Pseudomyxoma Peritonei FAQ

frequently asked questions about PMP

We’ve created a list of questions commonly asked by those anyone looking for summary information about pseudomyxoma peritonei (PMP), be that patients, caregivers or the media. This is just a summary, for further information, please see our PMP information page and the rest of our website. If you don’t find an answer to your question here or around the site, feel free to contact us.

You may also find it helpful to read our Glossary of Terms.

So what is PMP?

PMP is an abbreviation for pseudomyxoma peritonei. PMP, a peritoneal surface malignancy, is a rare condition defined as the presence of mucin and mucinous tumours in the abdominal cavity. There’s a number of origins for PMP with the most common source is being a tumour of the appendix (appendix cancer). Classification of PMP is based upon several factors including the malignancy of the original tumour and that of the tumours in the abdominal cavity. The World Health Organization (WHO) classifies PMP as low grade or high grade. It’s also recognised that there is a hybrid with intermediate features.

How should I pronounce pseudomyxoma peritonei?

SOO-doh-mix-OH-muh PAYR-ih-TOH-nee-EYE

Just how rare is PMP?

Pseudomyxoma peritonei is an extremely rare disease. Estimates vary and it’s often quoted as the ‘1 in 1 million disease’. However, it is now thought that PMP is diagnosed in between 3-4 people per million each year¹. Possibly due to prior misdiagnosis or misclassification, some treatment centres are reporting that incidence may be as high as 10 per million per year.

PMP is identified by Eurordis as a rare or “orphan” disease (one which affects less than 1 in 2000 people).

The incidence of PMP is so low that most GPs will never see a case in their working life which makes it much more difficult for symptoms to be picked up. Most pathologists see few cases and may identify the cells incorrectly resulting in an incorrect diagnosis and consequently inappropriate or no treatment.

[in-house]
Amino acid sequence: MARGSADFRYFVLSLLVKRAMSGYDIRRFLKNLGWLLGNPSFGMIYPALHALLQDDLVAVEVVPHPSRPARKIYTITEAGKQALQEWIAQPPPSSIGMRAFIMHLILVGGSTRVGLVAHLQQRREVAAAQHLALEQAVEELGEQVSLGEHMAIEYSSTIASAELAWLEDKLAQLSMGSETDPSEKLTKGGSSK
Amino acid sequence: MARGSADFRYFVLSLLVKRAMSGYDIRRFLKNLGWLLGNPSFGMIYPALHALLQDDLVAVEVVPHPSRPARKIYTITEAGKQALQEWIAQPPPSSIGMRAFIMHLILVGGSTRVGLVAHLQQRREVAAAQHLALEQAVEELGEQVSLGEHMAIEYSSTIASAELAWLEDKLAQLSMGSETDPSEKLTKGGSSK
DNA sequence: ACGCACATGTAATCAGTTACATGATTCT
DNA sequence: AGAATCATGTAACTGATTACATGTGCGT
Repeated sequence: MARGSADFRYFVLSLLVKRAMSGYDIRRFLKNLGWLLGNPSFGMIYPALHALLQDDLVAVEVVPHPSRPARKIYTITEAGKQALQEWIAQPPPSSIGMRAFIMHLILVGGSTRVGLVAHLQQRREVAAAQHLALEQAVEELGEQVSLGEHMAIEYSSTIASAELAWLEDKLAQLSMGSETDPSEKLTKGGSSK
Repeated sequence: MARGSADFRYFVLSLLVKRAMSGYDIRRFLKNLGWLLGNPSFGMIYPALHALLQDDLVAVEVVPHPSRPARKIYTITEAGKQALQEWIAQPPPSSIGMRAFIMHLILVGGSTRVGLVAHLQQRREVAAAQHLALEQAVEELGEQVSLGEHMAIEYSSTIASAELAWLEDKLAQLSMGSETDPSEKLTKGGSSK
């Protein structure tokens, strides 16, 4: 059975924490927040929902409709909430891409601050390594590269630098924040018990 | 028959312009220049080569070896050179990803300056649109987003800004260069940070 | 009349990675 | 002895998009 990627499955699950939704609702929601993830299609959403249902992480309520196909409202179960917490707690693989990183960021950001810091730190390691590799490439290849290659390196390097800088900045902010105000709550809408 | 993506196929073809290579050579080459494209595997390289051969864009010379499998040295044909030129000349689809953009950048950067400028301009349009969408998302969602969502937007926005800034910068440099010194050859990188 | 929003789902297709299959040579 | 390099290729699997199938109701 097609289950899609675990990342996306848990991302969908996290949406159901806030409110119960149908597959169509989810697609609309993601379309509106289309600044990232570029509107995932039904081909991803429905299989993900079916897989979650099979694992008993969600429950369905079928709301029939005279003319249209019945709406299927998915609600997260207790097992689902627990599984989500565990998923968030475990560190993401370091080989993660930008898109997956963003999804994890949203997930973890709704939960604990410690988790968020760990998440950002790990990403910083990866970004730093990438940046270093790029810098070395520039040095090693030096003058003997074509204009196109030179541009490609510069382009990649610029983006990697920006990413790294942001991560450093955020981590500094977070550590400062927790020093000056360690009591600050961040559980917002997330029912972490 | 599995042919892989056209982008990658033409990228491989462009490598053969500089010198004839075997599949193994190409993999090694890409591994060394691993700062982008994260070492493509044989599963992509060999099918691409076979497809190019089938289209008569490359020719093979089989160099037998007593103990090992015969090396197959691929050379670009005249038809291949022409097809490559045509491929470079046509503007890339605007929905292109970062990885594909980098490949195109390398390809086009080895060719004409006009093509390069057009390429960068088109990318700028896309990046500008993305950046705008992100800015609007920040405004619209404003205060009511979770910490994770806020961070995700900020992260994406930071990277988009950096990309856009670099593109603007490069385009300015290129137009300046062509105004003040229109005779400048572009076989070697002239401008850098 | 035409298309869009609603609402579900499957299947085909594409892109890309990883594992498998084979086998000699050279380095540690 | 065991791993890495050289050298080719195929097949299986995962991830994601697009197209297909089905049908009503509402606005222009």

What are the causes of PMP?

There’s no known cause of PMP although there are a number of theories about the origins of PMP. It is generally accepted that an appendix tumour is the most common source of the PMP. The appendix is part of the bowel and so it is thought that the cause of PMP maybe similar to those for colon cancer although the way the tumours behave can be quite difference.

More rarely, PMP has also been known to be caused by tumours that originate in the ovary, bladder, stomach, colon, pancreas and other abdominal organs.

Who does PMP affect?

Most studies show that PMP affects men and women almost equally. The age at diagnosis ranges from late teens onwards with most patients diagnosed in their 40s or in  their 50s. There doesn’t appear to be a genetic factor for PMP.

What are the symptoms of PMP?

Pseudomyxoma peritonei symptoms usually take a while to appear; some patients don’t show any symptoms for several years. Symptoms of PMP vary widely between patients so it’s hard to say what to look for. As the disease progresses, many patients report:

  • Abdominal swelling or an increase in abdominal girth
  • Changes in bowel habit
  • Loss of appetite
  • Pelvic or abdominal pain
  • General fatigue
  • Bowel irritation

These symptoms can be caused by lots of medical conditions other than PMP. However, due to the nature of this cancer, it’s vital to rule out PMP as a cause.

How’s PMP diagnosed?

Pseudomyxoma peritonei is usually found during an unrelated procedure such as during an operation for something else when the mucin and the tumours are seen in the abdominal cavity or during tests for something else when the traits of PMP are seen on a scan or blood tests highlight further investigation is needed. Diagnosis and monitoring of PMP is generally by:


  • CT scan of the chest, abdomen and pelvis
  • Exploratory laparoscopy
  • Blood tests (tumour markers) CEA, CA-125, and CA 19-9 are typical although these aren’t an indicator for all patients

When tumours and mucin are found during another operation, diagnosis is given after pathology tests. Because of the rarity of PMP, many pathologists may not have seen cells like this before and this makes it harder to diagnose.

What’s the treatment for PMP?